As a benefit for itself, the Theatre for Ideas, a private group which arranges symposiums on a variety of subjects, organized last month a symposium called Theatre or Therapy. In the expectation of a large turnout, the group hired a former Friends’ Meeting House near Gramercy Park, now preserved as a New York landmark. The white auditorium, in which both participants and audience were arranged in pews, provided what seemed a good atmosphere for rational discussion. The director of the Theatre for Ideas, Shirley Broughton, had invited Julian Beck and Judith Malina of the Living Theatre, Paul Goodman, and myself to participate in the symposium, and I had accepted, in spite of an instinctive distaste for symposiums and a deep sense of foreboding.
I had recently published an article on the Living Theatre in these pages in which I criticized the company, along with some elements of the radical young, for mindlessness, humorlessness, and romantic revolutionary rhetoric. The meeting looked to me like a good opportunity for more extended debate on the subject, as well as for exploring the differences between those who practiced the “new theatre” and those more skeptical about its aims and aspirations. On the other hand, I had been hearing rumors that attempts would be made to disrupt this symposium. Since I don’t function well under disruptive conditions, I thought it wise to make some notes, rather than run the risk of trying to extemporize during a heckling session.
Because of difficulty with the sound system—a difficulty never adequately repaired—the symposium began a half hour late. I passed the time chatting with Nat Hentoff, the moderator, Goodman, and with the Becks, whom I had not seen since their visit to Yale last fall. The Becks seemed amiable, though a little breathless, and talked about their American tour, then in its final week. Non-violence was in trouble, they said. The “revolution” was going beyond pacifism on the assumption that only violent overthrow of the Establishment could cure its insanity and corruption. I wondered if the Becks, too, had rejected the non-violence which they always declared to be the basis for their anarchistic program.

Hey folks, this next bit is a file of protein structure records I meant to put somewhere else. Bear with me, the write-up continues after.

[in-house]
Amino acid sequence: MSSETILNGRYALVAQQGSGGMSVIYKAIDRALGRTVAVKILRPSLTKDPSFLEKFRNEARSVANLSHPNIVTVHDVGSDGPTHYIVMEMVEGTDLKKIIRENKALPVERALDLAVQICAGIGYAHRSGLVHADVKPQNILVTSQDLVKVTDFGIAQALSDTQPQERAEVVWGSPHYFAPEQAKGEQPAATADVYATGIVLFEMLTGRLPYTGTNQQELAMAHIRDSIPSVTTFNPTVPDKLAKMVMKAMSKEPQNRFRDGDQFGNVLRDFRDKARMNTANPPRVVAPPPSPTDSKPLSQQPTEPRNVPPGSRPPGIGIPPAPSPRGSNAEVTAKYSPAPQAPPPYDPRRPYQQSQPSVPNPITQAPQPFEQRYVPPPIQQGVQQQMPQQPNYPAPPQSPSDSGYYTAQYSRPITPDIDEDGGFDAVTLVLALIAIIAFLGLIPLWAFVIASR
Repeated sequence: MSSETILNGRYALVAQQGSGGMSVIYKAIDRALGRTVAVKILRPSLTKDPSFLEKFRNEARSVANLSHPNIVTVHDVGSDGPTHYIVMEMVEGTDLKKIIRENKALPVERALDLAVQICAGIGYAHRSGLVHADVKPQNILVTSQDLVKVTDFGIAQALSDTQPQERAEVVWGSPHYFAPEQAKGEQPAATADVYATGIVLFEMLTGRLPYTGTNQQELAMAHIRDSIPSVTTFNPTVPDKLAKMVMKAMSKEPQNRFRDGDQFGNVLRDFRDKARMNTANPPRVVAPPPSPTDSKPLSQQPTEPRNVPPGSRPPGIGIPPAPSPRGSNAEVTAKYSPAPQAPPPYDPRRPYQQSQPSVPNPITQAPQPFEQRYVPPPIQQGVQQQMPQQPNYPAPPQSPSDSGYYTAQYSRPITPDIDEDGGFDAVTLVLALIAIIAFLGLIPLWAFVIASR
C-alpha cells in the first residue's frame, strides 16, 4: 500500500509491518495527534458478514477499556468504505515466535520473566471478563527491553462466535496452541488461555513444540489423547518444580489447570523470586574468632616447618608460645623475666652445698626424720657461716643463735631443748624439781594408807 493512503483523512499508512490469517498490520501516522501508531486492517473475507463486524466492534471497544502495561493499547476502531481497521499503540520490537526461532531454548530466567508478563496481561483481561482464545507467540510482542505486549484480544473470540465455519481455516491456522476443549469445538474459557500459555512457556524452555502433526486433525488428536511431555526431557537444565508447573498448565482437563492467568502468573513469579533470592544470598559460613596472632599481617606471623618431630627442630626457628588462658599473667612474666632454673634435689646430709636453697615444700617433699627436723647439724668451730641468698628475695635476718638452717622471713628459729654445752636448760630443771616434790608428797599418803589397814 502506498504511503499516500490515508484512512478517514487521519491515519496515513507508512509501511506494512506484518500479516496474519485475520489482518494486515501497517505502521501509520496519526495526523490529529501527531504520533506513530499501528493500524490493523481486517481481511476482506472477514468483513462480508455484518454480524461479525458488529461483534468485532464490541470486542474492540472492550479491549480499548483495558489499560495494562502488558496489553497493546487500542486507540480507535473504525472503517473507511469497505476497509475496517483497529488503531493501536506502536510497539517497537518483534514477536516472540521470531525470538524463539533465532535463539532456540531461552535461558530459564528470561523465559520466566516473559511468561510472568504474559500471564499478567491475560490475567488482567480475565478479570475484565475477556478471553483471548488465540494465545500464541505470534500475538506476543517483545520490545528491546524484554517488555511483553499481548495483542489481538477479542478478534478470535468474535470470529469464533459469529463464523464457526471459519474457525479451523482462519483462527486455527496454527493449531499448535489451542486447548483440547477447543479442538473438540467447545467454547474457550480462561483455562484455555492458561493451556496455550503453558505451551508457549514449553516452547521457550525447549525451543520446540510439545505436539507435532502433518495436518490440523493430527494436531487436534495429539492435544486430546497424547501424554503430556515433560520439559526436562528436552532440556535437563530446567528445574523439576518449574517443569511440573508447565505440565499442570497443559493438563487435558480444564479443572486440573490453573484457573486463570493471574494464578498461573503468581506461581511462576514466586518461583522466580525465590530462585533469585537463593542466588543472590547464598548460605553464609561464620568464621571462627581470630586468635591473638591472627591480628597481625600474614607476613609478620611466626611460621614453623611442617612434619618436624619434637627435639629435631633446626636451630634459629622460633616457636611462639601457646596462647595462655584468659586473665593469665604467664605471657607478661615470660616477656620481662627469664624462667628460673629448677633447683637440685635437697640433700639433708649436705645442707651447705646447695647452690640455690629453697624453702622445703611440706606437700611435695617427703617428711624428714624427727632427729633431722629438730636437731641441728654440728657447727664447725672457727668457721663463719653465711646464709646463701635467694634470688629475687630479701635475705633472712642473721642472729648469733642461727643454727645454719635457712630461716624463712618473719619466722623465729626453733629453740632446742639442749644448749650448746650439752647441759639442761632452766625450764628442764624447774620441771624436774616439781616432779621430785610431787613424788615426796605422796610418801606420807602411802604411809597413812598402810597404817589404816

Hentoff worried about the proper order of speakers, Goodman about the meaning of the topic. We decided to limit our statements to ten minutes apiece, then to debate each other, and then to throw the debate open to the audience. We also decided to make some effort to interpret the vague topic title in the course of our statements. I was to speak first, Goodman second, and the Becks last.
We entered the hall past an audience that was growing restive. I caught sight of a number of friends in the house, as well as several members of The Living Theatre company stationed in the balcony and the orchestra. Hentoff started to introduce the discussion—into a dead mike; when it finally seemed in comparatively good working order, we were able to begin. Hentoff reflected on the confusing nature of the …
Playing It Straight May 22, 1969